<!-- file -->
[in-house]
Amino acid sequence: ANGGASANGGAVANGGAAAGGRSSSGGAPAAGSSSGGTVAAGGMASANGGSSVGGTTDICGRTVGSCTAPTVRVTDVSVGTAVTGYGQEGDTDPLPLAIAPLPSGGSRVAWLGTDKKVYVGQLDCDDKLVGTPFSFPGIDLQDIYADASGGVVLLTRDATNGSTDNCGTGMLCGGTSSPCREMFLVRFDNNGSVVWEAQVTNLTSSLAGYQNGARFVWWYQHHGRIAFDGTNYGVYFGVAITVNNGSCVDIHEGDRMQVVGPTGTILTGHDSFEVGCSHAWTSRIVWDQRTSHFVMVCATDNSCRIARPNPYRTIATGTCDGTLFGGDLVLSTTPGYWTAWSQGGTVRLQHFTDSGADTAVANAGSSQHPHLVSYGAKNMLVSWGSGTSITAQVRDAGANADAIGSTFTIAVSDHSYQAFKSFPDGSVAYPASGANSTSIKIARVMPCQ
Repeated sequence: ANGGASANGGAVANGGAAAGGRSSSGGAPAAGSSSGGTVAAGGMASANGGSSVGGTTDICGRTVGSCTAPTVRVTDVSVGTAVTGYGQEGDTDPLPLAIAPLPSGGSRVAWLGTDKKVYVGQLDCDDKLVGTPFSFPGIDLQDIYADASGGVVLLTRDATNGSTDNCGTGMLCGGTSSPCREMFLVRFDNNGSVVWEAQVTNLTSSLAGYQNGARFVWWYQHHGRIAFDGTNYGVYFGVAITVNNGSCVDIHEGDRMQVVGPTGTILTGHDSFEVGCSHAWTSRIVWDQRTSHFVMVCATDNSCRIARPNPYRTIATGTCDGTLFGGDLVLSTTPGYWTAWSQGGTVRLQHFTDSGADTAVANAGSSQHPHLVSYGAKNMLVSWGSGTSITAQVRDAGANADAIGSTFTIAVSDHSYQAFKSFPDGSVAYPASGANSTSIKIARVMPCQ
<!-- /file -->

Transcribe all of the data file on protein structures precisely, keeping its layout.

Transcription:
[in-house]
Amino acid sequence: ANGGASANGGAVANGGAAAGGRSSSGGAPAAGSSSGGTVAAGGMASANGGSSVGGTTDICGRTVGSCTAPTVRVTDVSVGTAVTGYGQEGDTDPLPLAIAPLPSGGSRVAWLGTDKKVYVGQLDCDDKLVGTPFSFPGIDLQDIYADASGGVVLLTRDATNGSTDNCGTGMLCGGTSSPCREMFLVRFDNNGSVVWEAQVTNLTSSLAGYQNGARFVWWYQHHGRIAFDGTNYGVYFGVAITVNNGSCVDIHEGDRMQVVGPTGTILTGHDSFEVGCSHAWTSRIVWDQRTSHFVMVCATDNSCRIARPNPYRTIATGTCDGTLFGGDLVLSTTPGYWTAWSQGGTVRLQHFTDSGADTAVANAGSSQHPHLVSYGAKNMLVSWGSGTSITAQVRDAGANADAIGSTFTIAVSDHSYQAFKSFPDGSVAYPASGANSTSIKIARVMPCQ
Repeated sequence: ANGGASANGGAVANGGAAAGGRSSSGGAPAAGSSSGGTVAAGGMASANGGSSVGGTTDICGRTVGSCTAPTVRVTDVSVGTAVTGYGQEGDTDPLPLAIAPLPSGGSRVAWLGTDKKVYVGQLDCDDKLVGTPFSFPGIDLQDIYADASGGVVLLTRDATNGSTDNCGTGMLCGGTSSPCREMFLVRFDNNGSVVWEAQVTNLTSSLAGYQNGARFVWWYQHHGRIAFDGTNYGVYFGVAITVNNGSCVDIHEGDRMQVVGPTGTILTGHDSFEVGCSHAWTSRIVWDQRTSHFVMVCATDNSCRIARPNPYRTIATGTCDGTLFGGDLVLSTTPGYWTAWSQGGTVRLQHFTDSGADTAVANAGSSQHPHLVSYGAKNMLVSWGSGTSITAQVRDAGANADAIGSTFTIAVSDHSYQAFKSFPDGSVAYPASGANSTSIKIARVMPCQ